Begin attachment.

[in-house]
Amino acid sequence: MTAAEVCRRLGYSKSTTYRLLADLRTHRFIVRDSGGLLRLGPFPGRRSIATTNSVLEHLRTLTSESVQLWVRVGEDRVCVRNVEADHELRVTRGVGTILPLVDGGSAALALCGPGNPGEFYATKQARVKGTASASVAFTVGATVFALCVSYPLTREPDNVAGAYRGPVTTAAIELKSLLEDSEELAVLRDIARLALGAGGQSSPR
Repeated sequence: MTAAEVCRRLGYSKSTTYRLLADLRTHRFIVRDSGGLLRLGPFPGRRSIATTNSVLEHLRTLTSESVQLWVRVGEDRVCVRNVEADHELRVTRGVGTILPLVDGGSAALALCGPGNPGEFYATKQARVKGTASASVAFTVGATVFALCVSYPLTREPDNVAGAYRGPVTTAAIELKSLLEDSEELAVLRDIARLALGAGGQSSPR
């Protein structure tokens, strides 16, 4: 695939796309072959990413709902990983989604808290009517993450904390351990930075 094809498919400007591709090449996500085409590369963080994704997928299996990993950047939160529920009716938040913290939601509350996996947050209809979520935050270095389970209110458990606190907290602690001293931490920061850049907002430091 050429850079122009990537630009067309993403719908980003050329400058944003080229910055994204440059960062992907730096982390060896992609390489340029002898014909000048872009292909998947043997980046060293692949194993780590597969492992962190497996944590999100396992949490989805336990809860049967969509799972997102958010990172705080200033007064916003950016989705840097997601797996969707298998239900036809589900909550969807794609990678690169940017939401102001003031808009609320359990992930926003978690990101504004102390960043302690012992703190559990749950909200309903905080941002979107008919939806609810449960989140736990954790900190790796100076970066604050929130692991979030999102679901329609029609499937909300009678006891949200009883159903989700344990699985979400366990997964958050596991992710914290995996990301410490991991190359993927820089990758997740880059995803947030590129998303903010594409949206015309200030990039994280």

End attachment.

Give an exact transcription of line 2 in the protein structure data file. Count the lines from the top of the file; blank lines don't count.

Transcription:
Amino acid sequence: MTAAEVCRRLGYSKSTTYRLLADLRTHRFIVRDSGGLLRLGPFPGRRSIATTNSVLEHLRTLTSESVQLWVRVGEDRVCVRNVEADHELRVTRGVGTILPLVDGGSAALALCGPGNPGEFYATKQARVKGTASASVAFTVGATVFALCVSYPLTREPDNVAGAYRGPVTTAAIELKSLLEDSEELAVLRDIARLALGAGGQSSPR